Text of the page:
Mahmud did Master’s in Jerusalem and I finished my second Master’s degree in Berlin (through distance learning). Now, I work in Bulgaria and Mahmud is doing his PhD. We always try to ‘lift’ each other up. That is amazing. We decided that both cultures, German and Palestinian would be important to carry with us when we left for Bulgaria. Our children learn German and Arabic through us, we cook Palestinian food, we celebrate German Christian traditions like Advent and Christmas and share values like generosity in our thinking and in the way we act.
The children are very important in our relationship. The relationship is stronger because there is responsibility behind. Even if the children take a lot of our time and of course it’s not always easy to raise two kids, we are very happy with them. And we see ourselves in them. As both of us come from a difficult social background – I was born in East Berlin, fleeing to the West when I was 3 years old, and Mahmud was born in the old City of Jerusalem, in a poor family, we try to give our kids everything to grow happy, healthy and in prosperity.
Like other couples, we had challenges and yes, it was the 7th year of marriage that was challenging. The secret to overcome? One needs to keep the mind clear. It’s this person who needs to fight for the relationship, continuing to be optimistic, knowing in the depth of their heart that things will pass and that love may come back or actually never really vanished. It needs a lot of patience though and a lot of strength. Looking at things at their real size. We all tend to make an elephant out of a mosquito as we say in German.
When expressing love for each other, most important are not words but expressing love by doing things. Being present is one of the most important gifts you can offer. It’s just being there. Physically and mentally. To have your family in mind when shopping, to be on time when you have to take your child from school, to care when you decide what to feed the family.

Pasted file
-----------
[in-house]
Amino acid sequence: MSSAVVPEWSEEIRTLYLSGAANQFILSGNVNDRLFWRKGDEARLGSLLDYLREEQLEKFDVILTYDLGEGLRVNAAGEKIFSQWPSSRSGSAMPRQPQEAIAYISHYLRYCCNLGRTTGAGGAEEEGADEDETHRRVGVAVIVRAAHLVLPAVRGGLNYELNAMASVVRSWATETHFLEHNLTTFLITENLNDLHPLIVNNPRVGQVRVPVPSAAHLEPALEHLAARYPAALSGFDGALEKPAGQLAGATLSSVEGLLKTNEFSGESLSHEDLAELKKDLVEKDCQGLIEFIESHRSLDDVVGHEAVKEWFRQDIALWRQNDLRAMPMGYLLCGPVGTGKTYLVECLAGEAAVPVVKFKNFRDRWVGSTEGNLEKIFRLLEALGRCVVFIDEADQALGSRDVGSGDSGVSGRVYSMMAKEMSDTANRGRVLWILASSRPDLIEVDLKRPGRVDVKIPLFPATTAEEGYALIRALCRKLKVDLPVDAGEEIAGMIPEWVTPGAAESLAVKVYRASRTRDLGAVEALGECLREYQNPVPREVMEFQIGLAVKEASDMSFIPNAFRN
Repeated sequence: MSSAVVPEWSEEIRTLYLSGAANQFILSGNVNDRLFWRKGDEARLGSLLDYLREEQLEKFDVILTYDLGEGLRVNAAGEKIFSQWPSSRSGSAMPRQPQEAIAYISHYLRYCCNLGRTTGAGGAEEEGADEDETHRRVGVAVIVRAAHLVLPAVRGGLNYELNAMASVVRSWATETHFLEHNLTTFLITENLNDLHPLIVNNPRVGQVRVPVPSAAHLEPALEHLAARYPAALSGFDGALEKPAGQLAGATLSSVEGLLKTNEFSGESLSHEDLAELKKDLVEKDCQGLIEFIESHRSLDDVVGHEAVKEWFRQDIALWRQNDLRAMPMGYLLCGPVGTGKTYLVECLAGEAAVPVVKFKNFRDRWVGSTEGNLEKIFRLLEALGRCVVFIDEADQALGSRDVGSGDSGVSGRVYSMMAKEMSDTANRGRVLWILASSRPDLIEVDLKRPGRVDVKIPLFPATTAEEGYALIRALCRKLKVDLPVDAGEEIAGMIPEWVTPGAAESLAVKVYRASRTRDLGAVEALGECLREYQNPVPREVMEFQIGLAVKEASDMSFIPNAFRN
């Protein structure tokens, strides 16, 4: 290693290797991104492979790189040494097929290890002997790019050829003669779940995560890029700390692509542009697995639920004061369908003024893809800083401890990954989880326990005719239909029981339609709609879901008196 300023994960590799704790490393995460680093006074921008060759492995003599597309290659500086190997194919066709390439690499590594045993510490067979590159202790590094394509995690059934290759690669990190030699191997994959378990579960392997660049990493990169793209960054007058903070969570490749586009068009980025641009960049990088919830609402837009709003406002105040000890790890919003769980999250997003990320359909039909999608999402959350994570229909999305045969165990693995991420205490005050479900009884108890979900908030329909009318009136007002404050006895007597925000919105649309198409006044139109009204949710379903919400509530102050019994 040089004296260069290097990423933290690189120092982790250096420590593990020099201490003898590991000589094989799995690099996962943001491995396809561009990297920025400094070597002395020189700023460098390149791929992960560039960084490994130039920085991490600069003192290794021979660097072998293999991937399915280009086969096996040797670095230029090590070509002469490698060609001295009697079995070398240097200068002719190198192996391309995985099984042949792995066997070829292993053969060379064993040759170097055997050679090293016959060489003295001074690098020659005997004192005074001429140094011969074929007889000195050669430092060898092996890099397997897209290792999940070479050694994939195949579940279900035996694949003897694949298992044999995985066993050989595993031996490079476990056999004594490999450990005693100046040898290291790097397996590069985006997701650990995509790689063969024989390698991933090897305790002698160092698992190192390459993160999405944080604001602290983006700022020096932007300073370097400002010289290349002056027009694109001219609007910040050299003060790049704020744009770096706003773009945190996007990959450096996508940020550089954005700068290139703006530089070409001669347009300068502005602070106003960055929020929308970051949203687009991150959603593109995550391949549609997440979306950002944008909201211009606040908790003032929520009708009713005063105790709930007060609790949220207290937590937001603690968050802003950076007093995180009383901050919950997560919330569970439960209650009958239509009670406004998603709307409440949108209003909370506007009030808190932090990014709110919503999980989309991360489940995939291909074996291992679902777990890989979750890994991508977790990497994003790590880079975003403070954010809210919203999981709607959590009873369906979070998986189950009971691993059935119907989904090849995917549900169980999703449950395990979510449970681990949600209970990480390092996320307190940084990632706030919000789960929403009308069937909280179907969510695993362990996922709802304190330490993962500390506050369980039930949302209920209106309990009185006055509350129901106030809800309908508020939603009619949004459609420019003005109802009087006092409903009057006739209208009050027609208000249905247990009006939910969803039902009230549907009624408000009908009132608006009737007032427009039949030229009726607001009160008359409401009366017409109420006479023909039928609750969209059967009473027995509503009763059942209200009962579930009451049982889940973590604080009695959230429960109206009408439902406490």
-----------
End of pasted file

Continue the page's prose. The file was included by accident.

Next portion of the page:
The other thing is doing small gestures, like preparing breakfast for the other or the family. Bringing a gift from time to time without any occasion.
Advice we would give singles
For us it was the mutual understanding of where we want to go in life and what we want to achieve that made us see that both for us are ready, serious and committed. We shared the same values and views. It’s not so much about being crazy in love and having a firework of emotions. It’s a feeling to the other person that is much more grounded. When you have this, then just go for it. But if from the beginning you can’t count on the other, just don’t invest on something as big as founding a family.
Advice we would give couples
Forgiving the other means supporting them in their weakness. It’s helping the other
up again. It’s looking deep into the other and seeing that if they do something that
hurts us, the other person is probably not feeling very well. Asking each other questions helps more than accusations. Not putting oil into the fire is wise and is good to be reminded. Keeping calm and knowing that the storm will pass is certainly an advise to give.
The most important for us is to accept the other with his or her imperfections. Accepting that you didn’t marry a superman or a superwoman. Making compromises and being happy with what there is. Not asking for too much. Not wanting to have everything in life. To be ok and not wanting your partner to change in what you imagine the perfect person. Very often we overreact. It’s taking things
easy and being open for the moment the other opens up again to you.
My husband usually makes a joke when there is tension. That helps so much. To give it all a big loud laugh about ourselves sometimes is the best you can do.